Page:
However difficult passage in the Senate was, senators are elected to six-year terms. They can afford to take more politically damaging votes, as they are more insulated from immediate public reaction. In the House, when every member is up for reelection every two years, there is constant fear of losing votes, not being able to fundraise enough, and the next opponent. In this chaotic environment, an unpopular (at the time) health care reform law would seem to be an impossible task. Not for Pelosi. At the nadir of negotiations, when some had settled on the idea of breaking this law up into smaller pieces, Pelosi stood strong.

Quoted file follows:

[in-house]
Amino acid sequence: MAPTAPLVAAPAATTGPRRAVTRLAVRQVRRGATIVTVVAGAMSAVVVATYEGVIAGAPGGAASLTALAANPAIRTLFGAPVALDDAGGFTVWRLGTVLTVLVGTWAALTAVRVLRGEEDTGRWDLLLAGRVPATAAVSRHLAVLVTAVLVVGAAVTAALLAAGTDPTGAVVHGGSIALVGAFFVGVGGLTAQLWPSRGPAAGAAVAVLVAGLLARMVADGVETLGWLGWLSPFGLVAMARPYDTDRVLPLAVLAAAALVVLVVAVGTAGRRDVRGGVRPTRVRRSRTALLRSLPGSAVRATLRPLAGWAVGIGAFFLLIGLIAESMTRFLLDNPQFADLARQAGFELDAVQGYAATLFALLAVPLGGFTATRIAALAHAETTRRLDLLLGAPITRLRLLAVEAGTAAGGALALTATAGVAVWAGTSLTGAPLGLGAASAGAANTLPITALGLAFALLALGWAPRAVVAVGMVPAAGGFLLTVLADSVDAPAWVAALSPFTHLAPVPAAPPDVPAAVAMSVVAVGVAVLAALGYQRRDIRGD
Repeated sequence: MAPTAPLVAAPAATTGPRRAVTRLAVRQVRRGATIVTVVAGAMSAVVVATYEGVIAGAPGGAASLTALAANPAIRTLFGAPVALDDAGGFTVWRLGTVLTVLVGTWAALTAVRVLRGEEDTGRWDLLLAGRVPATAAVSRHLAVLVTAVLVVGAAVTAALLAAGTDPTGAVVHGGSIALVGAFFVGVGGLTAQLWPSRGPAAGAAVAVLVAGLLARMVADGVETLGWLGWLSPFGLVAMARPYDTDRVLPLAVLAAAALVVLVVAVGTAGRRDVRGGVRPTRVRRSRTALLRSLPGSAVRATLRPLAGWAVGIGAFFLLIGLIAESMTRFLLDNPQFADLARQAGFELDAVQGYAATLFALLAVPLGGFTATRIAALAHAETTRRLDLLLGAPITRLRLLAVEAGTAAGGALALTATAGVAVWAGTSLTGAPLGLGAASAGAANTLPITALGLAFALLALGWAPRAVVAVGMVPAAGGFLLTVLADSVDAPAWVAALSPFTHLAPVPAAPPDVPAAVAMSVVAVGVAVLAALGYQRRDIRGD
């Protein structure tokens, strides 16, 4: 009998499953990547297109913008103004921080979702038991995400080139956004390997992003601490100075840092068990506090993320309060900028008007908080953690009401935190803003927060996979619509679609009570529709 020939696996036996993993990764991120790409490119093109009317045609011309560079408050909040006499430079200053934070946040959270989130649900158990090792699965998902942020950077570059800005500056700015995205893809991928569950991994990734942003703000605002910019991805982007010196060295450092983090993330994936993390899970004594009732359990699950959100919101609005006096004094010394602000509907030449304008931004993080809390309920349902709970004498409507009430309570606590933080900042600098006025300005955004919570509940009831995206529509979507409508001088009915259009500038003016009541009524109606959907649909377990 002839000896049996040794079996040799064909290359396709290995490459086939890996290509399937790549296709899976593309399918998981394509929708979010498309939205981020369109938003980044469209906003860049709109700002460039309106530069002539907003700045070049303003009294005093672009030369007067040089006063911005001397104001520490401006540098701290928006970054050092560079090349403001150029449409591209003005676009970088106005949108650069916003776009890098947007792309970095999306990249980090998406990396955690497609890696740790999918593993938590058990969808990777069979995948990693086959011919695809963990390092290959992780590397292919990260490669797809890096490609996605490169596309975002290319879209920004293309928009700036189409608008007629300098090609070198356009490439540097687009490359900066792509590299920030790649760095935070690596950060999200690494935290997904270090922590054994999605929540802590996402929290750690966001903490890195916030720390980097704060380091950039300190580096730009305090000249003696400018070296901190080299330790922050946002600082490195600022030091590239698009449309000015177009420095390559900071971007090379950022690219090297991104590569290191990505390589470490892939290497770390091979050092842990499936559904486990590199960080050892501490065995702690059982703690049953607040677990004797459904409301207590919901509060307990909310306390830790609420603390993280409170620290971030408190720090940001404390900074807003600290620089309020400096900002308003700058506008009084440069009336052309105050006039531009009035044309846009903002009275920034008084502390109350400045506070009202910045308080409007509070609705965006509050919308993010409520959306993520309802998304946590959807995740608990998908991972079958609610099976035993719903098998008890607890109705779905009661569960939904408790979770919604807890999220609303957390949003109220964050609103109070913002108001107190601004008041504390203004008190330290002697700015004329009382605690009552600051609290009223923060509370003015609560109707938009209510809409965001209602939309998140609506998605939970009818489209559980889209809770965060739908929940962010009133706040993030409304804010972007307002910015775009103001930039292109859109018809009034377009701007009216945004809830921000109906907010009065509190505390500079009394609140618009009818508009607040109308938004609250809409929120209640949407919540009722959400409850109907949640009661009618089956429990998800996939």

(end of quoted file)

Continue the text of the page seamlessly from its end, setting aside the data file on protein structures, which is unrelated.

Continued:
This legendary leadership is best explained by Democratic Senator and former House member Chris Murphy: “There’s one night I will remember most when thinking about Nancy Pelosi – the night I watched her single handedly save health care for 20 million Americans. It was at the first Democratic caucus meeting after Scott Brown won the special Senate election in Massachusetts. Many rank-and-file Democrats were in a panic, and they lined up at the microphone to tell Pelosi that it was time for us to give up on the Affordable Care Act. I remember it like it was yesterday. Pelosi sat at the front of the room in the basement of the Capitol, and she listened politely to the calls for retreat. Even some of her most loyal progressive allies were begging her to ditch the ACA in the name of political expediency. And then, when everyone had spoken, she picked up a handheld microphone. I expected her to give into the calls to give up. But she didn’t. She did exactly the opposite. She told the room that there come times when leaders have a choice to make – stand up to the powerful status quo and change the world or give in to short term political expediency. This was our moment, she told us, to save lives and lift millions out of health care poverty. She told us that it was time for us to stiffen our spines and march forward. She told us the country was counting on us. I watched her single handedly WILL the caucus to act. I watched her mettle change the entire mood of the room. When she was done, no one challenged her. Two months later, Congress passed the Affordable Care Act. And today, it’s so popular the new Republican Congress won’t dare touch it. I had never seen any person do what Pelosi did that night. I’ve never seen it since. There hasn’t been, and will not be, anyone like her.”